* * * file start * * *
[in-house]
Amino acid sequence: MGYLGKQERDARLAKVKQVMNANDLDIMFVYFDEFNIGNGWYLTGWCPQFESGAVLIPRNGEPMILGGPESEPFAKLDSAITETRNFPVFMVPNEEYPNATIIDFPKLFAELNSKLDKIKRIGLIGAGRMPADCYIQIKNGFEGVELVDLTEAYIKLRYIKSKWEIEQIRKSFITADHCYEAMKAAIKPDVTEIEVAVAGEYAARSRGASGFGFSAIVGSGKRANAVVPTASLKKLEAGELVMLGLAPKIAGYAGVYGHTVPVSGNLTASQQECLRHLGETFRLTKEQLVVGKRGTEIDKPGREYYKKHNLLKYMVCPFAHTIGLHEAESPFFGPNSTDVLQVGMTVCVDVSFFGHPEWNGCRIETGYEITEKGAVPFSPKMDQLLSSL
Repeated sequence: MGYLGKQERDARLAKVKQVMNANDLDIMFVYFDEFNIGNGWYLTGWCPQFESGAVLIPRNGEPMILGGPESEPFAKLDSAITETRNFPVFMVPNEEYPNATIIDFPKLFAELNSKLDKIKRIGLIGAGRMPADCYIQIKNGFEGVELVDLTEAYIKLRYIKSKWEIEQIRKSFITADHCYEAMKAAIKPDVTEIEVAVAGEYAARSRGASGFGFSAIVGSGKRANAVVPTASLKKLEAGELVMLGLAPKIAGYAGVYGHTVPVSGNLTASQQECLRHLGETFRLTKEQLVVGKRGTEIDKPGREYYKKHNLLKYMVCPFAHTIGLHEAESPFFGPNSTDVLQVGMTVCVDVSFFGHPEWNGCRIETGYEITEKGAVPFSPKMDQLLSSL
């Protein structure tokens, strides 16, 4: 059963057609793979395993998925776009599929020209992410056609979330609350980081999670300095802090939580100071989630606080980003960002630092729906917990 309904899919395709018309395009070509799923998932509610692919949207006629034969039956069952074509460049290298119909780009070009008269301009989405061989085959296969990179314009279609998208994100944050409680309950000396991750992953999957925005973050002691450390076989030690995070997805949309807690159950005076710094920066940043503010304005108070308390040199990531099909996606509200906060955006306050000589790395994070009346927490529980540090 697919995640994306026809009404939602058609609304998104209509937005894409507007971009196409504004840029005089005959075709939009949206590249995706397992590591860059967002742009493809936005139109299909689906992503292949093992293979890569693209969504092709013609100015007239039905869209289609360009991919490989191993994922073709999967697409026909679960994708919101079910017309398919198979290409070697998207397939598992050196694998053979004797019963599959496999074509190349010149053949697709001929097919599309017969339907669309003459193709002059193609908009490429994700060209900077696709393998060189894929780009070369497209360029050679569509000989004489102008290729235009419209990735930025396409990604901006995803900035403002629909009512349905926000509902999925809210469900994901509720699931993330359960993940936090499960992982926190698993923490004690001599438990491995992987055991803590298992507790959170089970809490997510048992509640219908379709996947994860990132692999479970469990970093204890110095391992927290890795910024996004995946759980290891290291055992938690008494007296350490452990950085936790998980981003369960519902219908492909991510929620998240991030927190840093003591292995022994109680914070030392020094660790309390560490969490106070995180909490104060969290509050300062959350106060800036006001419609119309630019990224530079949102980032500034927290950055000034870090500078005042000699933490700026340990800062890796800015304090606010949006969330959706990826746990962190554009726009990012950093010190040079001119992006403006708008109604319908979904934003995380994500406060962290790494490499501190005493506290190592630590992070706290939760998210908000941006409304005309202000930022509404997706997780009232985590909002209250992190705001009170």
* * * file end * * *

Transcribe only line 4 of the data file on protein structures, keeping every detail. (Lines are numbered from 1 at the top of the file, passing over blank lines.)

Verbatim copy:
């Protein structure tokens, strides 16, 4: 059963057609793979395993998925776009599929020209992410056609979330609350980081999670300095802090939580100071989630606080980003960002630092729906917990 309904899919395709018309395009070509799923998932509610692919949207006629034969039956069952074509460049290298119909780009070009008269301009989405061989085959296969990179314009279609998208994100944050409680309950000396991750992953999957925005973050002691450390076989030690995070997805949309807690159950005076710094920066940043503010304005108070308390040199990531099909996606509200906060955006306050000589790395994070009346927490529980540090 697919995640994306026809009404939602058609609304998104209509937005894409507007971009196409504004840029005089005959075709939009949206590249995706397992590591860059967002742009493809936005139109299909689906992503292949093992293979890569693209969504092709013609100015007239039905869209289609360009991919490989191993994922073709999967697409026909679960994708919101079910017309398919198979290409070697998207397939598992050196694998053979004797019963599959496999074509190349010149053949697709001929097919599309017969339907669309003459193709002059193609908009490429994700060209900077696709393998060189894929780009070369497209360029050679569509000989004489102008290729235009419209990735930025396409990604901006995803900035403002629909009512349905926000509902999925809210469900994901509720699931993330359960993940936090499960992982926190698993923490004690001599438990491995992987055991803590298992507790959170089970809490997510048992509640219908379709996947994860990132692999479970469990970093204890110095391992927290890795910024996004995946759980290891290291055992938690008494007296350490452990950085936790998980981003369960519902219908492909991510929620998240991030927190840093003591292995022994109680914070030392020094660790309390560490969490106070995180909490104060969290509050300062959350106060800036006001419609119309630019990224530079949102980032500034927290950055000034870090500078005042000699933490700026340990800062890796800015304090606010949006969330959706990826746990962190554009726009990012950093010190040079001119992006403006708008109604319908979904934003995380994500406060962290790494490499501190005493506290190592630590992070706290939760998210908000941006409304005309202000930022509404997706997780009232985590909002209250992190705001009170």